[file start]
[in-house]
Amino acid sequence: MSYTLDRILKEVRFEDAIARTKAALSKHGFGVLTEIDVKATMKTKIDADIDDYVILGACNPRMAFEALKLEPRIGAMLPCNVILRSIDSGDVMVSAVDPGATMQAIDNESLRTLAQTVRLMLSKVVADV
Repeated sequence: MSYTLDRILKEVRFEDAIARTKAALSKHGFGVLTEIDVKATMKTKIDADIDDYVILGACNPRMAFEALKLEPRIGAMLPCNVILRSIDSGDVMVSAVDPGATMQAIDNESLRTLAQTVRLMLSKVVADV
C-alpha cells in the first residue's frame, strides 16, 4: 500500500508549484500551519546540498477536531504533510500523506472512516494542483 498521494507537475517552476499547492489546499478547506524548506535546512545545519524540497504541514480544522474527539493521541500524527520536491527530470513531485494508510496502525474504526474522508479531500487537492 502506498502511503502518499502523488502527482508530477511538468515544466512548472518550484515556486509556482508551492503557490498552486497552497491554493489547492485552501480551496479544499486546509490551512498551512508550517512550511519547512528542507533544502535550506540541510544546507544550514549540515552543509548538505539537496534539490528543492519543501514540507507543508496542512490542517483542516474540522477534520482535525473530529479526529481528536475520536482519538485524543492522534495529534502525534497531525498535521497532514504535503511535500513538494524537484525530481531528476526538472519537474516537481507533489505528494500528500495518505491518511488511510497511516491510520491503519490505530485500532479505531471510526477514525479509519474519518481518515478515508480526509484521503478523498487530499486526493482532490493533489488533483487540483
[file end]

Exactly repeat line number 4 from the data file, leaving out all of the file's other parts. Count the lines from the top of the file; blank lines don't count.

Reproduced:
C-alpha cells in the first residue's frame, strides 16, 4: 500500500508549484500551519546540498477536531504533510500523506472512516494542483 498521494507537475517552476499547492489546499478547506524548506535546512545545519524540497504541514480544522474527539493521541500524527520536491527530470513531485494508510496502525474504526474522508479531500487537492 502506498502511503502518499502523488502527482508530477511538468515544466512548472518550484515556486509556482508551492503557490498552486497552497491554493489547492485552501480551496479544499486546509490551512498551512508550517512550511519547512528542507533544502535550506540541510544546507544550514549540515552543509548538505539537496534539490528543492519543501514540507507543508496542512490542517483542516474540522477534520482535525473530529479526529481528536475520536482519538485524543492522534495529534502525534497531525498535521497532514504535503511535500513538494524537484525530481531528476526538472519537474516537481507533489505528494500528500495518505491518511488511510497511516491510520491503519490505530485500532479505531471510526477514525479509519474519518481518515478515508480526509484521503478523498487530499486526493482532490493533489488533483487540483